Policy review team votes on policy change. If accepted, Revised policy is entered into PolicyWiki and policy section of SharePoint server All employees are notified of policy change and required to sign-off on new policy in policy section of SharePoint server and told about upcoming password change requests All admins are notified of new password requirements and instructed to send out password change notices to all employees SSO servers are configured with new rules to enforce new password policies

    Visual/Non-Verbal Communication

    Like verbal learners, non-verbal learners also respond to words like “see, look, and observe” but they also respond to “picture and imagine.” Verbal learners “retain information well by looking at pictures, diagrams . . . [and] charts,” and “learn how to do things through observation and modeling rather than verbal explanations” To reach this audience effectively, show the same concepts from the previous two examples in a more visual manner.

    Example 1:

    Longer passwords, in general, are harder to guess and brute force that shorter ones, but variables like case sensitivity and inclusion of all ASCII characters (letters, numbers, and symbols) impact the length versus strength comparison and overall entropy. In this particular example, we’re not including dictionary v. non-dictionary words in our entropy calculations. For the verbal learners, a chart with numbers will be of use. To make sure it resonates with non-verbal intelligence too, provide examples as we’ve done below. Reviewing the chart, the benefit of using ASCII characters to keep password length down – especially as entropy requirements go up – becomes clear quickly. So also does the difficulty of a typical human being remembering a password made of random characters.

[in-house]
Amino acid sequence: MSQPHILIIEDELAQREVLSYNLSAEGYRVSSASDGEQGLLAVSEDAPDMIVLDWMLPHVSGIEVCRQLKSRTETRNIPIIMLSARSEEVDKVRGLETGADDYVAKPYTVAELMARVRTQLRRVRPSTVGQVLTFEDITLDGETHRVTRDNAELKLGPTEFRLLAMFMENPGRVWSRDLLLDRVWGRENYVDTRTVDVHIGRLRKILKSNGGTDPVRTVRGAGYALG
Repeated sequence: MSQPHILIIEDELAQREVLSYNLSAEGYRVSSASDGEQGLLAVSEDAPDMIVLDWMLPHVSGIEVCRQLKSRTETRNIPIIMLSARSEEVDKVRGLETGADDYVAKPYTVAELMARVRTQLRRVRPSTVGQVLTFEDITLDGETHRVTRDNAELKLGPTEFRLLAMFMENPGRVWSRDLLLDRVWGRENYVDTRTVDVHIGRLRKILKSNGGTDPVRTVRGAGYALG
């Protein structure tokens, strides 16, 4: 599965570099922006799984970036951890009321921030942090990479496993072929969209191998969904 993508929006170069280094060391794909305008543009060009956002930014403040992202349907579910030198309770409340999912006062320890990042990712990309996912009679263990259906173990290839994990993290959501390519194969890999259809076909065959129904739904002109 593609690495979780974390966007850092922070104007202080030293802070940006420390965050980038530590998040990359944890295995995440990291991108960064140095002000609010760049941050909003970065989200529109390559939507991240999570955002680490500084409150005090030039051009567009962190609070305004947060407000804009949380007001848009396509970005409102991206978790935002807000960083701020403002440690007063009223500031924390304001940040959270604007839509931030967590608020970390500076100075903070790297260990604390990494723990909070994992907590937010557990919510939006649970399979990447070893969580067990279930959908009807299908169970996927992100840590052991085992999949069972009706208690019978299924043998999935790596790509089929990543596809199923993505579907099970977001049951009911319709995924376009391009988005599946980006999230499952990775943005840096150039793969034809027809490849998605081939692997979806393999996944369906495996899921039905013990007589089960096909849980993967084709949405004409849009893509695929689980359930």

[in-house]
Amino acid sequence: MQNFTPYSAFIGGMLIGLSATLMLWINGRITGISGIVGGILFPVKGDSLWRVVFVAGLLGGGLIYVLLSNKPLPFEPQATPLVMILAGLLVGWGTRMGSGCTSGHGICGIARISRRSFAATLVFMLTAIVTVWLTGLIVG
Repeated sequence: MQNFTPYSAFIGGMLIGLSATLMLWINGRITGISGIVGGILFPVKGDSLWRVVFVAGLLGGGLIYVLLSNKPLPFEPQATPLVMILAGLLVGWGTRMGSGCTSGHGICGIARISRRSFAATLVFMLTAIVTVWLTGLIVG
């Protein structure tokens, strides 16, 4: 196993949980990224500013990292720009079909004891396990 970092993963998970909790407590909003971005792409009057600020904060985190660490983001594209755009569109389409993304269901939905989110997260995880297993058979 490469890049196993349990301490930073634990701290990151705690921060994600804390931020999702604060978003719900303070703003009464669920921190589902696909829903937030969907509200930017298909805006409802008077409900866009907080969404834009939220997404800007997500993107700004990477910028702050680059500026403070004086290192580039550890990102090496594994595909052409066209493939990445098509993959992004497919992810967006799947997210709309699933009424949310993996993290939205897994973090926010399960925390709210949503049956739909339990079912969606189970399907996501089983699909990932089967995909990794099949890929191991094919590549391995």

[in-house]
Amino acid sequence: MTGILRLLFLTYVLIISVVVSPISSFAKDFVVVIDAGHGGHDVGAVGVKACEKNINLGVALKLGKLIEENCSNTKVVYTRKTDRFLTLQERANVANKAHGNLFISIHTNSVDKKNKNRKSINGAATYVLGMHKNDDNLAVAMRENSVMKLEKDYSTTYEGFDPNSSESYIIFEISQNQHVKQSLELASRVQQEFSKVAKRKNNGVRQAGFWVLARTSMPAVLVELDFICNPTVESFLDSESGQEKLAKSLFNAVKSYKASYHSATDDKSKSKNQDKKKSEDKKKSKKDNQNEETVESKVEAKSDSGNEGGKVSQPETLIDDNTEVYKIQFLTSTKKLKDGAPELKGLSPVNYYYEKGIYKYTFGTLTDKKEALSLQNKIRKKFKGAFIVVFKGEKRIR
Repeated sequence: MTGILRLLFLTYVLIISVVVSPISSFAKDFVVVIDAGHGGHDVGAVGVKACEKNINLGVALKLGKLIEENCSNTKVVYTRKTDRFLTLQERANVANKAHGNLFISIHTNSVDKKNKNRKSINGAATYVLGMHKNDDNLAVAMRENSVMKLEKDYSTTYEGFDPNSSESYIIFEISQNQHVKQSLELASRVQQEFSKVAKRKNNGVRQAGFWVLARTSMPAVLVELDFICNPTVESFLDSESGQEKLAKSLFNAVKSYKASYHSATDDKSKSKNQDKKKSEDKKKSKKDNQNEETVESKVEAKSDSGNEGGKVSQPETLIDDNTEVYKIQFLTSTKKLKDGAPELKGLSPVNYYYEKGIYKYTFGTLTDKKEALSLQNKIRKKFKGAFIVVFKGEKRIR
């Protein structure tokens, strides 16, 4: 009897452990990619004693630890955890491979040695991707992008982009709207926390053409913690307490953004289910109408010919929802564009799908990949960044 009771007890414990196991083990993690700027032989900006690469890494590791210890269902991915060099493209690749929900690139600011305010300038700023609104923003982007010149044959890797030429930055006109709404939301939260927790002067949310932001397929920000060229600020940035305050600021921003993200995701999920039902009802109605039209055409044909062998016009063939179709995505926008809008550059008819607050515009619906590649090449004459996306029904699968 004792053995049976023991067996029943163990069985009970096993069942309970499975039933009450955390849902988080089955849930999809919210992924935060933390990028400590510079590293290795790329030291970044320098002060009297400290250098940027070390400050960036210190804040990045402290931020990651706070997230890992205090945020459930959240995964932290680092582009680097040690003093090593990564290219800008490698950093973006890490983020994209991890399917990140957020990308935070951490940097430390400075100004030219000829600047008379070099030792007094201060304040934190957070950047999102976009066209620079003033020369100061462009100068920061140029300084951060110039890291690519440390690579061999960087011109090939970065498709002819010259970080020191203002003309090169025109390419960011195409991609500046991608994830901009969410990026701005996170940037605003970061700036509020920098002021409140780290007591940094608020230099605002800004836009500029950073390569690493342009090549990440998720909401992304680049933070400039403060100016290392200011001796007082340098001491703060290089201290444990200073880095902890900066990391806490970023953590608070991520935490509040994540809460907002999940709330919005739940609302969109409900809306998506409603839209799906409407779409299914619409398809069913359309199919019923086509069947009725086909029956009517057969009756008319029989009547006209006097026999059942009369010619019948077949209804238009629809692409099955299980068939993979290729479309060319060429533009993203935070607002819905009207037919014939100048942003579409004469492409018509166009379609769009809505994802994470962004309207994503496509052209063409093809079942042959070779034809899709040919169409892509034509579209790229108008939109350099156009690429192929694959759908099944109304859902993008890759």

Figure 1

    Edited from original source at: WikiPedia, Password Strength

    Example 2:

    Turn the quantifiable data in the help desk call example into charts that visually represents the resource and cost savings. An advantage of including charts is that they present a hybridized verbal and non-verbal view of the information that should resonate with both types of thinkers.

    Calls per Month

    Annual Savings: $5,760

    Example 3:

    Showing a process in a graphical manner is done using a process flow diagram or a use case model. In this example, we’ve re-structured the numbered steps in the previous example as a UML Sequence Diagram:

    There is a third category of learners that we haven’t discussed yet, auditory learners. People who respond best when hearing the information rather than looking at it. In a business environment these learners are usually addressed during formal, oral presentations. But keep in mind that some documents have a life of their own and are distributed without the auditory part of the presentation. If your company has a key constituent that’s an auditory learner, consider attaching a short MP3 walkthrough with important documents.

    Diana Kelley is a partner at IT research and consultancy firm SecurityCurve and a frequent contributor to

    Keep up with security news; Follow eSecurityPlanet on Twitter: @eSecurityP.